2. b what information may be disclosed to people born as a result of the mitochondrial donation and in what circumstances, and

    3. c that person’s right to access anonymous information about the mitochondrial donor from the age of 16.

  6. 33.18 The centre should give people seeking mitochondrial donation treatment information about the screening of people providing mitochondria. This information should include details about:

    1. a the sensitivity and suitability of the tests, and

    2. b the possibility that a screened provider of mitochondria may be a carrier of a mitochondrial disease or infection.

  7. 33.19 The centre should provide information that explains the limitations of procedures and the risks of treatment to anyone seeking mitochondrial donation treatment. The centre should make available appropriate counselling. See also >

  8. NOTE Guidance note 20 applies to mitochondrial donation except sections 20.1, 20.2 (d)ii)-v) and 20.12.

Importance of informing children of their origins

  1. 33.20 The centre should tell people who seek mitochondrial donation treatment that it is best for any resulting child to be told about their origin early in childhood. Centres should refer to guidance set out in guidance note 20 on the importance of informing children of their donor origins.

  2. 33.21 Centres should inform patients of the potential risk of mitochondrial disease in future generations and the potential ways to avoid this (eg, that any female born following MST or PNT, should she wish to have children of her own, could have her eggs or early embryos analysed by PGD in order to select for embryos free of abnormal mitochondria). See also >

Eligibility requirements for mitochondrial donors

  1. Mandatory requirements

    1. T52 Prior to the use and/or storage of donor gametes and/or embryos created with donor gametes the centre must comply with the selection criteria for donors and the requirements for laboratory tests and storage set out below, namely:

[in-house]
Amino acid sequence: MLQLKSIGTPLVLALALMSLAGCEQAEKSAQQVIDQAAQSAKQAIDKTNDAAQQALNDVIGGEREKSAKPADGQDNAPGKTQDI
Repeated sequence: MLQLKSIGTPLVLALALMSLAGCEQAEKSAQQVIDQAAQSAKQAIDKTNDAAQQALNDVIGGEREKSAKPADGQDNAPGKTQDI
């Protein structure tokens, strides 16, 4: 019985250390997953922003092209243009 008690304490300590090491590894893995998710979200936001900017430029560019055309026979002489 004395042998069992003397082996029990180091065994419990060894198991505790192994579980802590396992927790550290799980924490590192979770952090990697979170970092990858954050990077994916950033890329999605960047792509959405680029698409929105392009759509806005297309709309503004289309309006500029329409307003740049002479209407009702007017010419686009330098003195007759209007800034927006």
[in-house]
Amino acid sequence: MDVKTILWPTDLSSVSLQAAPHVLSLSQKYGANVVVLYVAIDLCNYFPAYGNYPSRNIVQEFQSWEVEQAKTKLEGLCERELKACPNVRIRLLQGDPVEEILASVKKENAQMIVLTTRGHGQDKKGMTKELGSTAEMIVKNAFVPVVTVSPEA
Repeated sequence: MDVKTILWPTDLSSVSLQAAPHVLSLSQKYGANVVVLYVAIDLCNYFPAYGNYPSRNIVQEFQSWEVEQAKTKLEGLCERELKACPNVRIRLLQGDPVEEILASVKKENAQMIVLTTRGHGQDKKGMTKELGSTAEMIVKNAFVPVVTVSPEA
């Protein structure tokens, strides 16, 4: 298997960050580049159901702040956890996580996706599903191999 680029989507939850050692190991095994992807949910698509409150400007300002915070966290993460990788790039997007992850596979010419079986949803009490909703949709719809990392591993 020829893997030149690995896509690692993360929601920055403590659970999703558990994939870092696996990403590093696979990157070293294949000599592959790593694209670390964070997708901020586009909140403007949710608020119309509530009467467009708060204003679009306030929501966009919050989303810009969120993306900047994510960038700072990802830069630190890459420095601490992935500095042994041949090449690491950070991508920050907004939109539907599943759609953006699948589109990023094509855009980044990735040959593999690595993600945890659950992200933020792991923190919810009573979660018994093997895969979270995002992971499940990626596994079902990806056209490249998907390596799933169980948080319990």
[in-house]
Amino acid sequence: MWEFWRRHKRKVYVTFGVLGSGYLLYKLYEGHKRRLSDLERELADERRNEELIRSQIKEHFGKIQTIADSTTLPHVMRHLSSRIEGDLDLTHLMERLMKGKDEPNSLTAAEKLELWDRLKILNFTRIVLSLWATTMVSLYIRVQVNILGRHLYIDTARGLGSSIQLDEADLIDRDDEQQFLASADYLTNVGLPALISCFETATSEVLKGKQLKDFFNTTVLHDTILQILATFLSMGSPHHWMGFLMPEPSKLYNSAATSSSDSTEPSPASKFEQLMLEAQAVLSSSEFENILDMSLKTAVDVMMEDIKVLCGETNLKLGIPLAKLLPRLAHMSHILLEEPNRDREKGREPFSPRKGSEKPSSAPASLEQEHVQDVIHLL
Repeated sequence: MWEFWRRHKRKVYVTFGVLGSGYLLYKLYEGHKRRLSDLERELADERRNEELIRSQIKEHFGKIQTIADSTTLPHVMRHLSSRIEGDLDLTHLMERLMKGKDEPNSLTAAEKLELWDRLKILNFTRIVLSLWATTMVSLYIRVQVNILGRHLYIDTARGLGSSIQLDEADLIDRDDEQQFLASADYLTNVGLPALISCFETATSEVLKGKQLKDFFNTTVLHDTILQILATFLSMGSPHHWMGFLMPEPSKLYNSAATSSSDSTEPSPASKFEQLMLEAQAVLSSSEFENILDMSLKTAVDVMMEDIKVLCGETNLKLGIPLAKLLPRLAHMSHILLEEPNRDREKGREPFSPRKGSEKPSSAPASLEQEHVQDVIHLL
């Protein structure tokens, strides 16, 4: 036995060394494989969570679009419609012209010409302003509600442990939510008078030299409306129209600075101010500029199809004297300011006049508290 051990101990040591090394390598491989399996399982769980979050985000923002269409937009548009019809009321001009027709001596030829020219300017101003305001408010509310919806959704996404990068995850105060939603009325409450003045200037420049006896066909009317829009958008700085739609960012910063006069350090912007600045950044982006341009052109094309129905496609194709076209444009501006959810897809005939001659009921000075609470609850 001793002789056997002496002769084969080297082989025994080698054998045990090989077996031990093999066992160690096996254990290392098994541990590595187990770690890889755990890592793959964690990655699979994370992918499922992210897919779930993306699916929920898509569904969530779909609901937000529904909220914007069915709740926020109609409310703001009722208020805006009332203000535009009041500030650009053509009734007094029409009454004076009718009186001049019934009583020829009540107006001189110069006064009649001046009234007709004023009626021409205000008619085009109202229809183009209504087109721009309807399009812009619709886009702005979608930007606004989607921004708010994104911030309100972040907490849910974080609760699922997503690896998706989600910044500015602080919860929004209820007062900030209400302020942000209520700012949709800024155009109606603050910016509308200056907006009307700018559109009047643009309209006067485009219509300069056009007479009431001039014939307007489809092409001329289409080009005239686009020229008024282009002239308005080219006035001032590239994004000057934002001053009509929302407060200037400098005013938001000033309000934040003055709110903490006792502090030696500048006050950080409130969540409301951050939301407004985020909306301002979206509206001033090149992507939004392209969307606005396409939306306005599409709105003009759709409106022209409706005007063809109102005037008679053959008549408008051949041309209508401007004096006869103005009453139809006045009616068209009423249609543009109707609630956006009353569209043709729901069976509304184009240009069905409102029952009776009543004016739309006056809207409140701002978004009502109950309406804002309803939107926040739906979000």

1. a donors must be selected on the basis of their age, health and medical history, provided on a questionnaire and through a personal interview performed by a qualified and trained healthcare professional. This assessment must include relevant factors that may assist in identifying and screening out persons whose donations could present a health risk to others, such as the possibility of transmitting diseases, (such as sexually transmitted infections) or health risks to themselves (eg, superovulation, sedation or the risks associated with the egg collection procedure or the psychological consequences of being a donor)

      2. b the donors must be negative for HIV1 and 2, HCV, HBV and syphilis on a serum or plasma sample tested as follows, namely:

        1. HIV 1 and 2: Anti-HIV – 1, 2

        2. Hepatitis B: HBsAg and Anti-HBc

        3. Hepatitis C: Anti-HCV-Ab

        4. Syphilis: see (d) below

      3. c the centre must devise a system of storage which clearly separates:

        1. quarantined/unscreened gametes and embryos

        2. gametes and embryos which have tested negative, and

        3. gametes and embryos which have tested positive